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Mayor de Blasio: ‘We Do Not Want ICE In This City’



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When asked Monday to respond to reports that ICE agents were present in Brooklyn to support the New York Police Department amid violent riots in the wake of George Floyd’s death, New York City Mayor Bill de Blasio said he had no knowledge of the incident, adding that he would never personally ‘welcome’ agents into the city.

“I would not let ICE agents anywhere in the official capacity in New York City, except for what they’re allowed to do on their own. I’ve said ICE agents are not welcome in our public buildings. I have no knowledge and really don’t believe that happened. If anyone has evidence of it, I need to know it,” de Blasio said.

He continued, “We do not want ICE in this city. And the times when they have come forward trying to get into a city building, for example, they’ve been told only if they have warrants and the law department approves it. So we’ve been very consistent about that.”

A video posted to social media by an immigration rights group last week appeared to show an immigration official arresting what appeared to be a protestor. HSI New York spokesperson Rachael Yong Yow told TIME Magazine that the agents were supporting the work of local law enforcement and that the incident wasn’t immigration related.

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Michigan asks residents to house migrants, enroll children in school and help adults find employment



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Michigan is asking its residents to help with the mess its leadership created and house migrants in their own homes. The state Department of Labor and Economic Development said volunteers who participate must commit for at least 90 days as part of the refugee support program.

In addition to opening up their homes, sponsors are expected to support newly arrived refugees by greeting them at the airport, securing and preparing initial housing, enrolling children in school and helping adults find employment.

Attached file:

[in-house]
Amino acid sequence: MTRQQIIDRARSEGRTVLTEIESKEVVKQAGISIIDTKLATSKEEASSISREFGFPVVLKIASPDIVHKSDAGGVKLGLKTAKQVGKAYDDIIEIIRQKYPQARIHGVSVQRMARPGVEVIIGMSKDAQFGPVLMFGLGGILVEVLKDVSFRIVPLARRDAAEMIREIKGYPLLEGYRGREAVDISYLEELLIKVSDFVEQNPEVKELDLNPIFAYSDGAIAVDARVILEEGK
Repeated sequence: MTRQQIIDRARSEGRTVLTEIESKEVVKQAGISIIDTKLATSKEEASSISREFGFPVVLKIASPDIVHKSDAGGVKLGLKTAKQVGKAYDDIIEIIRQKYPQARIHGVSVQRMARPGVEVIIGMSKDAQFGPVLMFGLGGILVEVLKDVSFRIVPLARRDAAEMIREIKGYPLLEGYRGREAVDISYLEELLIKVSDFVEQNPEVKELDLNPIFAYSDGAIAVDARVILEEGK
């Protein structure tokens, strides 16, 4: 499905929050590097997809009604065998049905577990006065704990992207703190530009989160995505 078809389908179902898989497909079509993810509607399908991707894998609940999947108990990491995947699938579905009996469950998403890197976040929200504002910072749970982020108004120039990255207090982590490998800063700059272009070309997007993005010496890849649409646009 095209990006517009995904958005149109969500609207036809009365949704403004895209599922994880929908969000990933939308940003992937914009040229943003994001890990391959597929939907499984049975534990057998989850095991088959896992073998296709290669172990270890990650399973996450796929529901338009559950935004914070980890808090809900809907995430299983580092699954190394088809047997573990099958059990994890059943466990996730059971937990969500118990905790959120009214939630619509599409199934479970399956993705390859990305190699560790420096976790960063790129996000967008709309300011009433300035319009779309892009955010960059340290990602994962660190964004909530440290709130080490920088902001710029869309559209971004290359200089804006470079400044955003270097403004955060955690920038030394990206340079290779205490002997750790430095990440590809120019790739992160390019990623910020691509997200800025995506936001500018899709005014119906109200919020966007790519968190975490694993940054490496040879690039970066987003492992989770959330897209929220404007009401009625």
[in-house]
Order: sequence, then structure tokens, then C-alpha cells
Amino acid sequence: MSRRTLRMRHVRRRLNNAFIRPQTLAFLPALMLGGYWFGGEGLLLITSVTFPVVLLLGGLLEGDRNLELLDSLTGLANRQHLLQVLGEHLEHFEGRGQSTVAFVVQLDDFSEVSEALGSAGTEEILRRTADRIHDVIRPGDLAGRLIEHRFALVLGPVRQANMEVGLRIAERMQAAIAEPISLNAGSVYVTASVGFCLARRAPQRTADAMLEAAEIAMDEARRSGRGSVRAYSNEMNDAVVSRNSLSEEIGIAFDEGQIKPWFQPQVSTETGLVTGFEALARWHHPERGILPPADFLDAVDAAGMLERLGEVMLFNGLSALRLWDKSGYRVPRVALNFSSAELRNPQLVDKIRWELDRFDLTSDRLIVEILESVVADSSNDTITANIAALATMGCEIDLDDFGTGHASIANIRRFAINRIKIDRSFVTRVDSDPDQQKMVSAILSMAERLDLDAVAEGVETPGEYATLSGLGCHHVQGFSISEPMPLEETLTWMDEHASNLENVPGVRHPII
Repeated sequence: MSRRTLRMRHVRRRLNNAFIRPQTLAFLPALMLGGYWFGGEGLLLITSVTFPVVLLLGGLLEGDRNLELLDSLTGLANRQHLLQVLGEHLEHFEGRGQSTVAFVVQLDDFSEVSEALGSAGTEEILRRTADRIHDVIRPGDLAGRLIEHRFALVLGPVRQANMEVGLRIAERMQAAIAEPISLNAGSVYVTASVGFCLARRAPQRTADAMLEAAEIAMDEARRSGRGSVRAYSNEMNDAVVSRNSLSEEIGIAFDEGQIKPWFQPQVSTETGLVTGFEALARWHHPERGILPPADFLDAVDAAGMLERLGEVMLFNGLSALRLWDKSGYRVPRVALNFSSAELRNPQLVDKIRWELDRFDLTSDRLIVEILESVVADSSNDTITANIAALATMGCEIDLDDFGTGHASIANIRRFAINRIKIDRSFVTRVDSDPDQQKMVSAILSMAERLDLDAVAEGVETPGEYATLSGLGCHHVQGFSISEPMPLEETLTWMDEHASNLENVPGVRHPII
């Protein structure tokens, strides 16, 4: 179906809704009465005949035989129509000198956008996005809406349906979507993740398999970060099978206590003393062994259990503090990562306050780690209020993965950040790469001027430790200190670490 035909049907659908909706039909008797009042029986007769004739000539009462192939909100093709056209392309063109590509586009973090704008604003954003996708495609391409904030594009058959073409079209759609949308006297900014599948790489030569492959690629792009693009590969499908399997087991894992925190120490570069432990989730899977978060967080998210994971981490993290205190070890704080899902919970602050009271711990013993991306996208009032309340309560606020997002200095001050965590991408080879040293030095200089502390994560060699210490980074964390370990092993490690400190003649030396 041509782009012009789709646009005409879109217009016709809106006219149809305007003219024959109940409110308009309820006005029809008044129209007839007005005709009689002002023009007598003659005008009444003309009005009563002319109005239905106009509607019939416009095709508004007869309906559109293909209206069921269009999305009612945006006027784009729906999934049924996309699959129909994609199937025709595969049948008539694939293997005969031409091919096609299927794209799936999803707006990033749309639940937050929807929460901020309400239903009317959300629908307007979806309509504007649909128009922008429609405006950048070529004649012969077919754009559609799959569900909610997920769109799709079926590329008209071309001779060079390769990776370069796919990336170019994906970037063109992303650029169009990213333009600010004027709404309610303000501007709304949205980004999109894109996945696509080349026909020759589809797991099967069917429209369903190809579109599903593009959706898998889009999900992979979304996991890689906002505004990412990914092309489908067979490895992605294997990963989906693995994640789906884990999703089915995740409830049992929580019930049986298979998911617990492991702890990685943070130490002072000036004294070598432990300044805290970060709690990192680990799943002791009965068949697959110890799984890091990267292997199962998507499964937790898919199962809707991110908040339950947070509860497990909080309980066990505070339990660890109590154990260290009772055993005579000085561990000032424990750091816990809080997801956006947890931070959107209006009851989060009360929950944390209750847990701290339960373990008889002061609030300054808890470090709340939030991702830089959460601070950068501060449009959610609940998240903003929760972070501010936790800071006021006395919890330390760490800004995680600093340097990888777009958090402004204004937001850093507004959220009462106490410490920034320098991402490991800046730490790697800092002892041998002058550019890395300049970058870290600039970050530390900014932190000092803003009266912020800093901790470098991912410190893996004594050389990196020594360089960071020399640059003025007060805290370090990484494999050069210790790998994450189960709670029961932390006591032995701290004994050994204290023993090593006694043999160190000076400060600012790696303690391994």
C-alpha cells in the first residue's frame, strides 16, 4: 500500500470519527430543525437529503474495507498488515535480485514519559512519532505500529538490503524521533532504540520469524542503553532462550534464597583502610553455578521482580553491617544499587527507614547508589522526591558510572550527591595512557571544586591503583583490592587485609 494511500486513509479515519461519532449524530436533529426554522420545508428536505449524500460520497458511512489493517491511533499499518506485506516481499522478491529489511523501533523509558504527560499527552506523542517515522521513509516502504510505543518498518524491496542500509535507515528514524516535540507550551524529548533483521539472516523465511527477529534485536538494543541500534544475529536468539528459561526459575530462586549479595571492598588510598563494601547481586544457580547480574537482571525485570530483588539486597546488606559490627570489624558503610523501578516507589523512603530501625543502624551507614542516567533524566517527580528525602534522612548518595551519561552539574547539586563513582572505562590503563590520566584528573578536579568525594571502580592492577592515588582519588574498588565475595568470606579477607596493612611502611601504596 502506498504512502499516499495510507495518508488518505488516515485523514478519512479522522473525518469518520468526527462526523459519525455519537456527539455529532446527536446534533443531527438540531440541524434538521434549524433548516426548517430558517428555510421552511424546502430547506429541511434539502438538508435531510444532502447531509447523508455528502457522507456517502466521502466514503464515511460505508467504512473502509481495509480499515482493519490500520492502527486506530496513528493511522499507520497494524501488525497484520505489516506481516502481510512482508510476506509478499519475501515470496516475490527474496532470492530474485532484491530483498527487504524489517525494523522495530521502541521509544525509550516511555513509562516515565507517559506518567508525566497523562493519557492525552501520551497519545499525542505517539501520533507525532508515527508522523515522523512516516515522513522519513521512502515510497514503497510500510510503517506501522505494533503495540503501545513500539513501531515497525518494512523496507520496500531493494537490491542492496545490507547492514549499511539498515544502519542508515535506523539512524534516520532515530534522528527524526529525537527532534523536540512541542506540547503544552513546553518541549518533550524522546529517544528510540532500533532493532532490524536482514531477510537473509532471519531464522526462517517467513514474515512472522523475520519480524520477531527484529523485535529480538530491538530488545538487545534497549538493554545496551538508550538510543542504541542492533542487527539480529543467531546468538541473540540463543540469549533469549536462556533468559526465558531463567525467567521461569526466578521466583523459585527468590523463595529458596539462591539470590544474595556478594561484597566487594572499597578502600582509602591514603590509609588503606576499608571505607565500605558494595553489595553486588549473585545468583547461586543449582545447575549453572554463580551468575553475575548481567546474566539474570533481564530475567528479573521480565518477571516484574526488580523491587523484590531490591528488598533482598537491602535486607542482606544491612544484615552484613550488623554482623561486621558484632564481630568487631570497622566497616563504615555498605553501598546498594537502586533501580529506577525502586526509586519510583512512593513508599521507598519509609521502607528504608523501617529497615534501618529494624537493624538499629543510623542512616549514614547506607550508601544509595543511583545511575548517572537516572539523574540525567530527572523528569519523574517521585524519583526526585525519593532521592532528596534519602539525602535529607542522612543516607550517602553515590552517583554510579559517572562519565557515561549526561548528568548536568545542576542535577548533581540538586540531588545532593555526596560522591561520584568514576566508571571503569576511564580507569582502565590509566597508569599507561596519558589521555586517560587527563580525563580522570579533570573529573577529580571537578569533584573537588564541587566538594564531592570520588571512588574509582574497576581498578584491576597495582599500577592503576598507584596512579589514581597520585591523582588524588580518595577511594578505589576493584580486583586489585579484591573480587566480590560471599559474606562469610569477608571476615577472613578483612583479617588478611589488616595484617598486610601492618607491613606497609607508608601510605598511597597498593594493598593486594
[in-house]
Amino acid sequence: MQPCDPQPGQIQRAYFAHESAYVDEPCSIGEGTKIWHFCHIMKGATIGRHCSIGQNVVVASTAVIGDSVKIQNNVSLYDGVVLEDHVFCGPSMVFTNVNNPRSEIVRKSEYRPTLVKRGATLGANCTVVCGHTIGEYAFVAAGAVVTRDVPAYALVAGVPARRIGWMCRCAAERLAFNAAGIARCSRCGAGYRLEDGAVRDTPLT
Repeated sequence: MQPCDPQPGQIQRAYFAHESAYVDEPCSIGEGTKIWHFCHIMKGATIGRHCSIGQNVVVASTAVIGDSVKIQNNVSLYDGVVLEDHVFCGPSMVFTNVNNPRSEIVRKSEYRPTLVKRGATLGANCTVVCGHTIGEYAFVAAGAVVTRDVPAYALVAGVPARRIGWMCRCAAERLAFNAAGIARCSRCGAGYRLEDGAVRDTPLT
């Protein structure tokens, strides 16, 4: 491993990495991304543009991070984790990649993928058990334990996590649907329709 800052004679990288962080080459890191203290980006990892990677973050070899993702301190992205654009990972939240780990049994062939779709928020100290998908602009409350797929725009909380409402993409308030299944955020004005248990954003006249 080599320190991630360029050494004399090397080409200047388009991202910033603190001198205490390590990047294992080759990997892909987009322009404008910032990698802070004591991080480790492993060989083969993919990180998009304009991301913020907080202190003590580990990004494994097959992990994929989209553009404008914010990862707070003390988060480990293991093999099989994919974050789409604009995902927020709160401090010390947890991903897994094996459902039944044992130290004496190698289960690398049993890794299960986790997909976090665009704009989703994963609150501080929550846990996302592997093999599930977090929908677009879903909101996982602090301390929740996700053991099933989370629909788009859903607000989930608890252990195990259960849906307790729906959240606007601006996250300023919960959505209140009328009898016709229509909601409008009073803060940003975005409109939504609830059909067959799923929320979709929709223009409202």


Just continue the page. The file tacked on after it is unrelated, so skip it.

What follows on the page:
“Programs like the Welcome Corps advance the Office of Global Michigan’s mission to make Michigan the home for opportunity for our immigrant, refugee and ethnic communities,” said Poppy Hernandez, Global Michigan Director and Michigan’s Chief Equity and Inclusion Officer. “Expanded refugee resettlement pathways empower more Michiganders to support our state’s growing refugee population and build a more welcoming and inclusive Michigan for all.”

The migrants will come from Cuba, Haiti, Nicaragua and Venezuela, all points of origin where many have been hoping to apply for asylum at the U.S.-Mexico border.

Fox News reports “cities like New York and Chicago have also dealt with issues related to migrants committing crimes, as well as pushback from residents who have voiced anger and concern over the influx. Migrant shelters in those cities have largely been full, forcing officials to come up with ways to safely house the migrants.”

Last year, Massachusetts officials asked residents to open their doors as migrant shelters were full at the time. “Most importantly, if you have an extra room or suite in your home, please consider hosting a family. Housing and shelter is our most pressing need and become a sponsor family,” said Massachusetts Lt. Governor Kim Driscoll.

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